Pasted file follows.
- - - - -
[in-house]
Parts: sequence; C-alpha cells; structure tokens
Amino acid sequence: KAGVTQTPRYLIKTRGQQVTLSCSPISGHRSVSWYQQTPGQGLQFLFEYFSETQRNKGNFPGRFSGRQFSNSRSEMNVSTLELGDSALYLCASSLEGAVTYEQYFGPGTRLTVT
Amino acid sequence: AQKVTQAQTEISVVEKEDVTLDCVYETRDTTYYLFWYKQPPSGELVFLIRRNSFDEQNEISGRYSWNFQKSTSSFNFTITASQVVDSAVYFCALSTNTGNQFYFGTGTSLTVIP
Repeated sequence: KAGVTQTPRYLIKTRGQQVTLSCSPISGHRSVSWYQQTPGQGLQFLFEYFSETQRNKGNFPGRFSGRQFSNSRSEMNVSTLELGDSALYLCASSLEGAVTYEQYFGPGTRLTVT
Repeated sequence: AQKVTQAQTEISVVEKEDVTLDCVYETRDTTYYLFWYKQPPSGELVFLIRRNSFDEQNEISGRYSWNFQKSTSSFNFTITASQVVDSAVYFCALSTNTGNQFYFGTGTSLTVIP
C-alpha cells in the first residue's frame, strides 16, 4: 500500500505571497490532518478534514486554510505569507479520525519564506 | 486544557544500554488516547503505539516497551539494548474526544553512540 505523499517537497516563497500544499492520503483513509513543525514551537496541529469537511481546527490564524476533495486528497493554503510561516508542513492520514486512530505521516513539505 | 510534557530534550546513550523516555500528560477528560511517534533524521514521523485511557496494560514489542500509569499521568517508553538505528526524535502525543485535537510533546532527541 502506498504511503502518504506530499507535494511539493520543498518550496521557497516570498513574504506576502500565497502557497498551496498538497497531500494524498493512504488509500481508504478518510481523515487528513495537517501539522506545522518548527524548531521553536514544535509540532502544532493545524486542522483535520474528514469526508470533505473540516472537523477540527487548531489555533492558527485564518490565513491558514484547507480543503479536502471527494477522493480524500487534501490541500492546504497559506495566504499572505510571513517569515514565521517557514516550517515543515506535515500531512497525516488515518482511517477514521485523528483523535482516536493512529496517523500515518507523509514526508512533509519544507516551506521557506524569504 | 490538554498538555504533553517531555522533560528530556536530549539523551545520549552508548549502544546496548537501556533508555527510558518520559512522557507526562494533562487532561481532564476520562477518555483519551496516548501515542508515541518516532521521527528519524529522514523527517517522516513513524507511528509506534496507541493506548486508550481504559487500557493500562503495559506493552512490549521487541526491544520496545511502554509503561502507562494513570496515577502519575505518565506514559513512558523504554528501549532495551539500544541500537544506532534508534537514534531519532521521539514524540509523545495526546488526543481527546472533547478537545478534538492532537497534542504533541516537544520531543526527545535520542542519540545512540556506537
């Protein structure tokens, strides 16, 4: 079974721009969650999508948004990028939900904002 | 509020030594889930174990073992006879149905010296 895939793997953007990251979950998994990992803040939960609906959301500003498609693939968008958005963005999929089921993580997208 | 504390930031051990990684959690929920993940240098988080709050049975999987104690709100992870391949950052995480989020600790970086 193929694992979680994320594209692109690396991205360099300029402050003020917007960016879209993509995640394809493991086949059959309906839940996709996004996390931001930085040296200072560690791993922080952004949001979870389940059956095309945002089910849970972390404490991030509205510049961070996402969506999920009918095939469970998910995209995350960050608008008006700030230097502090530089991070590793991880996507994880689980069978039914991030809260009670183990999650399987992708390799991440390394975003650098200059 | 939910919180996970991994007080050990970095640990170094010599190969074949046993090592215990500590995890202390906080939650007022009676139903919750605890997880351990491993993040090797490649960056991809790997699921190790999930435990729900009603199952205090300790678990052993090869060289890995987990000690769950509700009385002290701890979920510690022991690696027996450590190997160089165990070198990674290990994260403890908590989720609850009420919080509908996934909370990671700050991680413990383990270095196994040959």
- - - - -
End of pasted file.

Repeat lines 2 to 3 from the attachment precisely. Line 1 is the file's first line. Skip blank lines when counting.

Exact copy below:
Parts: sequence; C-alpha cells; structure tokens
Amino acid sequence: KAGVTQTPRYLIKTRGQQVTLSCSPISGHRSVSWYQQTPGQGLQFLFEYFSETQRNKGNFPGRFSGRQFSNSRSEMNVSTLELGDSALYLCASSLEGAVTYEQYFGPGTRLTVT